Aerosmith Sent Trump A Cease & Desist Letter With A Stern Request After His Latest Rally

ByCaroline Burke
Emma McIntyre/Getty Images Entertainment/Getty Images

After filing multiple complaints in the past, Steven Tyler of Aerosmith sent Trump a "cease and desist" letter, demanding that the president stop playing "Livin' On The Edge" at any and all campaign rallies. This isn't the first time Tyler has requested that Trump not play his music at campaign rallies. In fact, he brought it up twice during Trump's presidential campaign. But this time, he and his lawyers definitely aren't messing around.

In the formal cease and desist letter written to the White House (as revealed in a tweet by CNN's Jim Acosta), Tyler's lawyer, Dina LaPolt, writes,

As we have made clear numerous times, Mr. Trump is creating the false impression that our client has given his consent for the use of his music, and even that he endorses the presidency of Mr. Trump. By using 'Livin' On The Edge' without our client's permission, Mr. Trump is falsely implying that our client endorses his campaign and/or his presidency, as evidence by actual confusion seen from the reactions of our client's fans all over social media.

The letter also references previous cease and desist letters that have been sent to Trump, twice in 2015. In fact, Tyler was so bothered by Trump's use of his music during his presidential campaign that he wrote an op-ed to The Huffington Post about the matter. Tyler spoke about the importance of giving artists license over their music, and license over when their music could or could not be played on a public landscape.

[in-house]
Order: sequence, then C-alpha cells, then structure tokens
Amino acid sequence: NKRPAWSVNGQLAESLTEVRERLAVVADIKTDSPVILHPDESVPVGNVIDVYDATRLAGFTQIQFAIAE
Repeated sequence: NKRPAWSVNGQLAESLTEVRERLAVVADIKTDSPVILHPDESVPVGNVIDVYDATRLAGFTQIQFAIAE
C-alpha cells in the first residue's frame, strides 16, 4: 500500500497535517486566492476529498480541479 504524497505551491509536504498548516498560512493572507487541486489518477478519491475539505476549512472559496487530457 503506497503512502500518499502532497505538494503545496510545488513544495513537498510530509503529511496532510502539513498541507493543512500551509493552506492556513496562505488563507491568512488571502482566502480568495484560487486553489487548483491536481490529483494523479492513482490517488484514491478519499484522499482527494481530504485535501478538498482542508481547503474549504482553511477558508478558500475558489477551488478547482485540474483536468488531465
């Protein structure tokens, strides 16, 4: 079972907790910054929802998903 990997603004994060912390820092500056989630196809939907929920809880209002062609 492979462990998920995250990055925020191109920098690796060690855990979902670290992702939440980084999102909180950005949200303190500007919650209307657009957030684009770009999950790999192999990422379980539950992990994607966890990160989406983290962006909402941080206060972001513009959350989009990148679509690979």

Tyler wrote,

This week, I sent a letter to Donald Trump’s campaign asking to not use my music at political rallies. My intent was not to make a political statement, but to make one about the rights of my fellow music creators. But I’ve been singing this song for a while now...I’m not alone in my efforts to bring change. Today, more than 1,650 musicians and songwriters will be visiting their local congress members in their home offices as part of our grassroots program, GRAMMYs in my District.

In a separate statement on Wednesday, Tyler clarified that his reasons for the letter weren't politically motivated. He said, This is not about Democrats vs. Republicans. I do not let anyone use my songs without my permission. My music is for causes, not political campaigns or rallies."

Tyler continued, "Protecting copyright and songwriters is what I've been fighting for even before this current administration took office. This is one of the reasons why Joe and I have been pushing the Senate to pass the Music Modernization Act. NO is a complete sentence."

The Trump administration has not yet responded to this cease and desist letter, though Trump did respond to Tyler's complaints in 2015. Trump tweted, "Even though I have the legal right to use Steven Tyler’s song, he asked me not to. Have better one to take its place!"

It's unclear what the implications will be if the Trump administration doesn't comply with Tyler's demands. However, the cease and desist letter did ask for a "confirmation of compliance within 24 hours of receiving" it.